We had had some good rain the previous night and the birds were in full song, four swallow species filled the skys along with three swift species and calling larks were all around me (until you pull a camera of course). Eastern Clapper Larks were probably the most common with at least 5 birds calling and displaying within a 50 meter radius of my vehicle. Cisticolas were also calling and displaying with Zitting, Desert and Cloud Cisticolas present.
|A Typical view and lucky photo of a Zitting Cisticola|
This area is also crawling with Northern Black Korhaan which are extremely vociferous and active at this time of year. Suddenly out of this chorus I heard another familiar but slightly out of place call, a Barrows Korhaan being hounded in flight by a male and female Nothern Black. I followed the birds and after much searching with my bins, located the Barrows on the far side of a fallow field, I decided to drive closer but could not locate the bird again until it burst off the ground and flew across to the area i had just come from...
Quickly heading back, I located the bird in taller grass and managed to approach to about 20m for a few photos before the bird flew off again where I lost it in the tall grass.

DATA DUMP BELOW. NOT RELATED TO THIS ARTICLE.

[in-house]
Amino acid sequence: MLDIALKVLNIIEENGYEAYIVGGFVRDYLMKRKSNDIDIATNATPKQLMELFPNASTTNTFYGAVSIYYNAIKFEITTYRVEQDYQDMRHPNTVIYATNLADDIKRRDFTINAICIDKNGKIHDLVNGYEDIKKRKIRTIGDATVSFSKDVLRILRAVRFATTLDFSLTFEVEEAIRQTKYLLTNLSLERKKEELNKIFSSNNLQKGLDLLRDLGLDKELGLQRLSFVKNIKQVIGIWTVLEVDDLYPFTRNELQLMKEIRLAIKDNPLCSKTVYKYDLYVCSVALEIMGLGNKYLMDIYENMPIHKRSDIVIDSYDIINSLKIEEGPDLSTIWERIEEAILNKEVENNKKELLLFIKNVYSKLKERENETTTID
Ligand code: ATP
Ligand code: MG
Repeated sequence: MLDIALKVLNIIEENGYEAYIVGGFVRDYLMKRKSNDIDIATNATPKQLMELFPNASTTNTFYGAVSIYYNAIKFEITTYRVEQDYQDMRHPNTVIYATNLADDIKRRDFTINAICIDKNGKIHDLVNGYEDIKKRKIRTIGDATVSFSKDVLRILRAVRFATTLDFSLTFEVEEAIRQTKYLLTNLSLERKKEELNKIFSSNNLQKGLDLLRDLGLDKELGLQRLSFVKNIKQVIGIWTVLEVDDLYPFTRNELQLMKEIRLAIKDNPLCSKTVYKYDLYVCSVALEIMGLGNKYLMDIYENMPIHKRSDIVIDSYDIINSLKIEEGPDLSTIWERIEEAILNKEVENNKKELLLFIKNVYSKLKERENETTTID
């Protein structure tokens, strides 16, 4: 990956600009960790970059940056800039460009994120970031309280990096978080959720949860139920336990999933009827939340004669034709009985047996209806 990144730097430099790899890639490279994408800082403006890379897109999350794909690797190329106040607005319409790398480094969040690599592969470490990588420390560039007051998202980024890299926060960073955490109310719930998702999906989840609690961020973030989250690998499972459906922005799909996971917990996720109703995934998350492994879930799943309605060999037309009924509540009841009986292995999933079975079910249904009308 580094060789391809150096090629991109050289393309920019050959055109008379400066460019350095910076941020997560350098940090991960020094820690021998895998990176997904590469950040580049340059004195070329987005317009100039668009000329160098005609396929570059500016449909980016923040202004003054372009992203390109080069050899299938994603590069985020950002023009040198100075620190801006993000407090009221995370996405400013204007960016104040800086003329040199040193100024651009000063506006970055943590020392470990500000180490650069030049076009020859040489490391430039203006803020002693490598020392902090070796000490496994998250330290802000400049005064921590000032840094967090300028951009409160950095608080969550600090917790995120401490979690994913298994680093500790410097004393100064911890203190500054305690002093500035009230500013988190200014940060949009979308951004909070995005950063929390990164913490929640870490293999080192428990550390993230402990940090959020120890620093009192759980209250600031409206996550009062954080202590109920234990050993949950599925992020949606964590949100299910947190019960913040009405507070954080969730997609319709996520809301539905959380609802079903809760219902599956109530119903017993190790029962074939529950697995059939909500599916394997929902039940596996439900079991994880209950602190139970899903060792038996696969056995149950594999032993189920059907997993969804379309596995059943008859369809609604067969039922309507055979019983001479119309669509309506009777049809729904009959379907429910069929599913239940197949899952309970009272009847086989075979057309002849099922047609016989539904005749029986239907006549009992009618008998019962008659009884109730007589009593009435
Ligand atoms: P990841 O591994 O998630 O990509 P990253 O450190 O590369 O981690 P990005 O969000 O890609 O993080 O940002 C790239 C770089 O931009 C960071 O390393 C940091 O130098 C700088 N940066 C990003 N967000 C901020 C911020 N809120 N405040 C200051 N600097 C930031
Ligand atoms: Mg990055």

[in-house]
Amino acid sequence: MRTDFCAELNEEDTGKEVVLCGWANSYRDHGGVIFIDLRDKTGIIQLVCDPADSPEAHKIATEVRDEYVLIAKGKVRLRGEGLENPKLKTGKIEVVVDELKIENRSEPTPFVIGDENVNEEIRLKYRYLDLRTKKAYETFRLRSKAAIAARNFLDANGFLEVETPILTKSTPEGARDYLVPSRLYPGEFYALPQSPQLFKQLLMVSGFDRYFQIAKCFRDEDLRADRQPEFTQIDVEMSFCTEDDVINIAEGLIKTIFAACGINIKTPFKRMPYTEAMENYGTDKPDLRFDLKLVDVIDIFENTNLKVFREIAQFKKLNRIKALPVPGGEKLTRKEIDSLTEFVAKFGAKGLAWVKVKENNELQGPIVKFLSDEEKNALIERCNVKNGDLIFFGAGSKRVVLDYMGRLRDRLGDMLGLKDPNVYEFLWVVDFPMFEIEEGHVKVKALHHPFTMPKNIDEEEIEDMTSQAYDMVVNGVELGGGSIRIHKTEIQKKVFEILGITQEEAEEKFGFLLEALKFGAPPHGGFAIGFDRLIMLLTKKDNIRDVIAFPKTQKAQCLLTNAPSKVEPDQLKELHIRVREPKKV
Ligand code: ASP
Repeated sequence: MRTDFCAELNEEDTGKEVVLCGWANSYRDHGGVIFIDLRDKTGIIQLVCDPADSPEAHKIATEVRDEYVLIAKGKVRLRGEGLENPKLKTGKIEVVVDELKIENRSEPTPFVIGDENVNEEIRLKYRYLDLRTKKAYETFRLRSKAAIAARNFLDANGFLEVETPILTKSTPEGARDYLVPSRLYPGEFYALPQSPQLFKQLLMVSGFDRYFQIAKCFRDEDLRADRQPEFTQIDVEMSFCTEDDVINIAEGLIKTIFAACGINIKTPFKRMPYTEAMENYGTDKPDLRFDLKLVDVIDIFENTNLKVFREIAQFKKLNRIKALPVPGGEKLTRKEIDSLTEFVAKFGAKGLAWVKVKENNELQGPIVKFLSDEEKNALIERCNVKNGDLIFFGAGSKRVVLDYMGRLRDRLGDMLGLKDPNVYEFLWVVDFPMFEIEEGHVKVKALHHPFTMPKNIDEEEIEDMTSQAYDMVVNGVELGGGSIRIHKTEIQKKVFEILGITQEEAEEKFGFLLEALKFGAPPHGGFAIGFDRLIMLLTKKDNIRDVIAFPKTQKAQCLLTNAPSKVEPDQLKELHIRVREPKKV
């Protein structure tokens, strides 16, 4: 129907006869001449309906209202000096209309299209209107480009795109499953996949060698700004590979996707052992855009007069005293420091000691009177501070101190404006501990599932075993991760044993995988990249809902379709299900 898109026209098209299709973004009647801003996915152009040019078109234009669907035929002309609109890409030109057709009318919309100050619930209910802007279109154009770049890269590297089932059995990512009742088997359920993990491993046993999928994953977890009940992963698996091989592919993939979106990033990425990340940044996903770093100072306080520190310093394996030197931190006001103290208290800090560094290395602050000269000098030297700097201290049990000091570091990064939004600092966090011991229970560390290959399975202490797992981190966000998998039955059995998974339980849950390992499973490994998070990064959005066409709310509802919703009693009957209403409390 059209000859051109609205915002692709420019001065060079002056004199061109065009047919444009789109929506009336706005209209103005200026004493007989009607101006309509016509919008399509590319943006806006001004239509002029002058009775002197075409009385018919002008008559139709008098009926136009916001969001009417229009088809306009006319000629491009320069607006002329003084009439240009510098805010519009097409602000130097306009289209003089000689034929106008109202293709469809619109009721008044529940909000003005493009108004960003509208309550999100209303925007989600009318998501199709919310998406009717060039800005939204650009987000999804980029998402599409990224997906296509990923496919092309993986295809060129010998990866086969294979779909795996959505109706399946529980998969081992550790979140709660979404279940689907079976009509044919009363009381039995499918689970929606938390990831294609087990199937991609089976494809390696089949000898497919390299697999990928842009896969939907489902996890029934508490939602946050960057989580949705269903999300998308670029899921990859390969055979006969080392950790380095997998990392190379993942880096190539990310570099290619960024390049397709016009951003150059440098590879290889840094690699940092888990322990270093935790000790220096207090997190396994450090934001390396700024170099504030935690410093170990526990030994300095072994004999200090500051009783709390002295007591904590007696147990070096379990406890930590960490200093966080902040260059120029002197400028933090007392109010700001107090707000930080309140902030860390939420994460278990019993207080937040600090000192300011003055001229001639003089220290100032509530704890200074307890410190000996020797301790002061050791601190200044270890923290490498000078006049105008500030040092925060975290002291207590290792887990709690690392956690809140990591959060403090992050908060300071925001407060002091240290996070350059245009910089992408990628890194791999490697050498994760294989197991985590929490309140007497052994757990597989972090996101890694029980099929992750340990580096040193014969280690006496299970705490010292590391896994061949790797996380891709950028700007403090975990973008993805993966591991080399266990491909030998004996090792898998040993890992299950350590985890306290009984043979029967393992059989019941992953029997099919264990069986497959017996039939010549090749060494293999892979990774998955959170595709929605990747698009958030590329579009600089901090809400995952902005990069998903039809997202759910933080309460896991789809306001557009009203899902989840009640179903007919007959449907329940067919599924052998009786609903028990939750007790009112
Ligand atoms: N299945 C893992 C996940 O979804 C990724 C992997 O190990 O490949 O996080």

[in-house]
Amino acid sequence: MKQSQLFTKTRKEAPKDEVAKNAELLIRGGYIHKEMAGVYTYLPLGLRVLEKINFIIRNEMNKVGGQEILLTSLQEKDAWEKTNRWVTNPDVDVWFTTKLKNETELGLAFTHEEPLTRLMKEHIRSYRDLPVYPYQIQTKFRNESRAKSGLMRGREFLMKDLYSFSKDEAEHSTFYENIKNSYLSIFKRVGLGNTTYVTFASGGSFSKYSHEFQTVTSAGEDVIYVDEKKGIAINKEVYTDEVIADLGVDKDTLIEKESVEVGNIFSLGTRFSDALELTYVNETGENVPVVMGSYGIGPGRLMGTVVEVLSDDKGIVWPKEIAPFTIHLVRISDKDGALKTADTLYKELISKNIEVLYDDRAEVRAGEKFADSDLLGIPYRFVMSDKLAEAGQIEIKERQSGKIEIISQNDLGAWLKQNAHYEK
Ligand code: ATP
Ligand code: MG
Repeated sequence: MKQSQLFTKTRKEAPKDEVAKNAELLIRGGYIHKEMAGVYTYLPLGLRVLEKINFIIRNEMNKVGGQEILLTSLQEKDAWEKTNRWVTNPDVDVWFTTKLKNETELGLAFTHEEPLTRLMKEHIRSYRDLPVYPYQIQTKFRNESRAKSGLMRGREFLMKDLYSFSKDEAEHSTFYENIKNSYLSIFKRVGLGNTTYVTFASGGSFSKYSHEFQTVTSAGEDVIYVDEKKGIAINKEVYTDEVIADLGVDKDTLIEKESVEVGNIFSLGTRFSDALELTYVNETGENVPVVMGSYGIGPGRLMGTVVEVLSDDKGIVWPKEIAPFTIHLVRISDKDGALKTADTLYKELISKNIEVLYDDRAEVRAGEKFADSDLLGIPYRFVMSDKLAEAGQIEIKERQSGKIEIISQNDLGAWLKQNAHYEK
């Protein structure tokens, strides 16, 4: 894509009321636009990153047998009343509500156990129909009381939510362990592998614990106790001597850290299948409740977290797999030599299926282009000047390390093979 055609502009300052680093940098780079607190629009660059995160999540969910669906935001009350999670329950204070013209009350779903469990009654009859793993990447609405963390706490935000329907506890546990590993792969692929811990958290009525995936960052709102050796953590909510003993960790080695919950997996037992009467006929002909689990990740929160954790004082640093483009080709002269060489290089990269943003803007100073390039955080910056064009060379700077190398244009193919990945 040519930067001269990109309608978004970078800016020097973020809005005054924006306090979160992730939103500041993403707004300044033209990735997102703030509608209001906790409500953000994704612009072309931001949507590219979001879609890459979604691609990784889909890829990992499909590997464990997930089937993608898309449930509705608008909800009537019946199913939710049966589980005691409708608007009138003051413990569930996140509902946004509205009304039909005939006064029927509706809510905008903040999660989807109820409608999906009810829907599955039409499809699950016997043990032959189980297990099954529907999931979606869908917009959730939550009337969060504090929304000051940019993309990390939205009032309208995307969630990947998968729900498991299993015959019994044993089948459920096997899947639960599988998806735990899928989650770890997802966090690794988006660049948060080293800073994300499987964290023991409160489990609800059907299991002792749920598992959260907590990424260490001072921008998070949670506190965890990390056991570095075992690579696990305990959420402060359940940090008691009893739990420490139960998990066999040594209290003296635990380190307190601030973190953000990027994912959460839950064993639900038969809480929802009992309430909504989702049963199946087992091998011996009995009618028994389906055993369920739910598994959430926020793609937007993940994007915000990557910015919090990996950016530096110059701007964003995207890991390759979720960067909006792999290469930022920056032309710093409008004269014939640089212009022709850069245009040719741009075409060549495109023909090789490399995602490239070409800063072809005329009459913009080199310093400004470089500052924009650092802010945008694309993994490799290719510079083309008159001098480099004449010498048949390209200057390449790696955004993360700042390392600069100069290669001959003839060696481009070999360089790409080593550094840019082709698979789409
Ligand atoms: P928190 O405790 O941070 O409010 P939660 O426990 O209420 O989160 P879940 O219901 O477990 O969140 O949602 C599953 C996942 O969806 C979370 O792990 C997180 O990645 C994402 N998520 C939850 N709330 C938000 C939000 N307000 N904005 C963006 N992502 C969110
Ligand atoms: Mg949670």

|Barrows Korhaan (2)|
Well this definately made the trip worthwhile and heading back home again I spotted a kestrel on the electricity pylons close by. On closer inspection I located two Greater Kestrel fledglings sitting low down on the pylon which allowed a close approach and even posed for some photos..
|Greater Kestrel Fledglings (2)|
While photographing the birds I noticed a group of hunters with catapults and a large pack of dogs combing the area for whatever they could find.. Luckily they passed far from the pylon and the two kestrels. I have encountered these hunters before who chase up hares or small buck and allow their dogs to chase, kill and devour the quarry just for sport..
|Hunters in the veld|
I can imagine what would have happened to the kestrels if they had been seen...